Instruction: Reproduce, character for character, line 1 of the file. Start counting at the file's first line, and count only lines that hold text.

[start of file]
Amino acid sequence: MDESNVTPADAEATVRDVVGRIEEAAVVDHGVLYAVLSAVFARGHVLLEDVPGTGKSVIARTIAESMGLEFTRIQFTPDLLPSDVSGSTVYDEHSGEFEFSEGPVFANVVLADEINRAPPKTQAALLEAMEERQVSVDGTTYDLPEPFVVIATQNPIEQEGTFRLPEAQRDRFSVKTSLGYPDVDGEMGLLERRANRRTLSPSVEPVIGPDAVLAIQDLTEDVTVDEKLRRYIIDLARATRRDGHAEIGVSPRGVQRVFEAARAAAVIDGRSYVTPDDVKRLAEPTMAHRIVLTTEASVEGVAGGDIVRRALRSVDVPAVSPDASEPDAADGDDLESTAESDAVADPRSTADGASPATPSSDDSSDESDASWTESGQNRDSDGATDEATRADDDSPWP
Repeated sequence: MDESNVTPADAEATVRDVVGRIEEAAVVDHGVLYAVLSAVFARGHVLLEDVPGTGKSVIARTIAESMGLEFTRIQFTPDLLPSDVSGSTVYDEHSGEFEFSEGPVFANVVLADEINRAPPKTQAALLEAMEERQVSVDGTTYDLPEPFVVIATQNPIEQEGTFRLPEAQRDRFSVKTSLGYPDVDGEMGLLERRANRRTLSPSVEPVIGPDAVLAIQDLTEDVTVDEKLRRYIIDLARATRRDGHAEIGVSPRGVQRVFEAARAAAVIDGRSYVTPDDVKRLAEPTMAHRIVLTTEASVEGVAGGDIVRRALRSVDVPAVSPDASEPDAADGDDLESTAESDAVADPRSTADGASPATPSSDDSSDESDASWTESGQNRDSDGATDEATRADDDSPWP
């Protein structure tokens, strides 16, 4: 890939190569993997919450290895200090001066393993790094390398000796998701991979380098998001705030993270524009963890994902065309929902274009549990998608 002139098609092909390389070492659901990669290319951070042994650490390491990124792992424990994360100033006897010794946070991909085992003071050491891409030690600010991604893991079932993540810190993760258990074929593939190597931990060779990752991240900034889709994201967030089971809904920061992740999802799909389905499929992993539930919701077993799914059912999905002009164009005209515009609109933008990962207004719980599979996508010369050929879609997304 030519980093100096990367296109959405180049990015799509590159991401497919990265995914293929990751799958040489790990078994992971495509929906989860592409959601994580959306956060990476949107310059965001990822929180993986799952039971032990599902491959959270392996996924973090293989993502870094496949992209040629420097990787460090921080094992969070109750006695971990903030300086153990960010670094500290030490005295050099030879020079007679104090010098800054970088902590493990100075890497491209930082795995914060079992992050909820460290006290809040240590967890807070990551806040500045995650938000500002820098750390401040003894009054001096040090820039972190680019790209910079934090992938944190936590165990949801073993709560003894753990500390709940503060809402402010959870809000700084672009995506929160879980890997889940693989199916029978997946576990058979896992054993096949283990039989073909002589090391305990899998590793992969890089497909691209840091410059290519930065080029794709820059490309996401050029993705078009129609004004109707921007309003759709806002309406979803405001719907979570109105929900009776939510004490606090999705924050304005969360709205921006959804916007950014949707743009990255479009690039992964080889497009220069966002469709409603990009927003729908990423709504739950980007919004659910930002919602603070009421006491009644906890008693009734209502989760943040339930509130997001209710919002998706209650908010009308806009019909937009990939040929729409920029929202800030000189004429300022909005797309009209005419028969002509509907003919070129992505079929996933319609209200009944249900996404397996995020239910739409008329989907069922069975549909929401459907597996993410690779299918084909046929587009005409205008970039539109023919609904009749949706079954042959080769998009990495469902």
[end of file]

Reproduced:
Amino acid sequence: MDESNVTPADAEATVRDVVGRIEEAAVVDHGVLYAVLSAVFARGHVLLEDVPGTGKSVIARTIAESMGLEFTRIQFTPDLLPSDVSGSTVYDEHSGEFEFSEGPVFANVVLADEINRAPPKTQAALLEAMEERQVSVDGTTYDLPEPFVVIATQNPIEQEGTFRLPEAQRDRFSVKTSLGYPDVDGEMGLLERRANRRTLSPSVEPVIGPDAVLAIQDLTEDVTVDEKLRRYIIDLARATRRDGHAEIGVSPRGVQRVFEAARAAAVIDGRSYVTPDDVKRLAEPTMAHRIVLTTEASVEGVAGGDIVRRALRSVDVPAVSPDASEPDAADGDDLESTAESDAVADPRSTADGASPATPSSDDSSDESDASWTESGQNRDSDGATDEATRADDDSPWP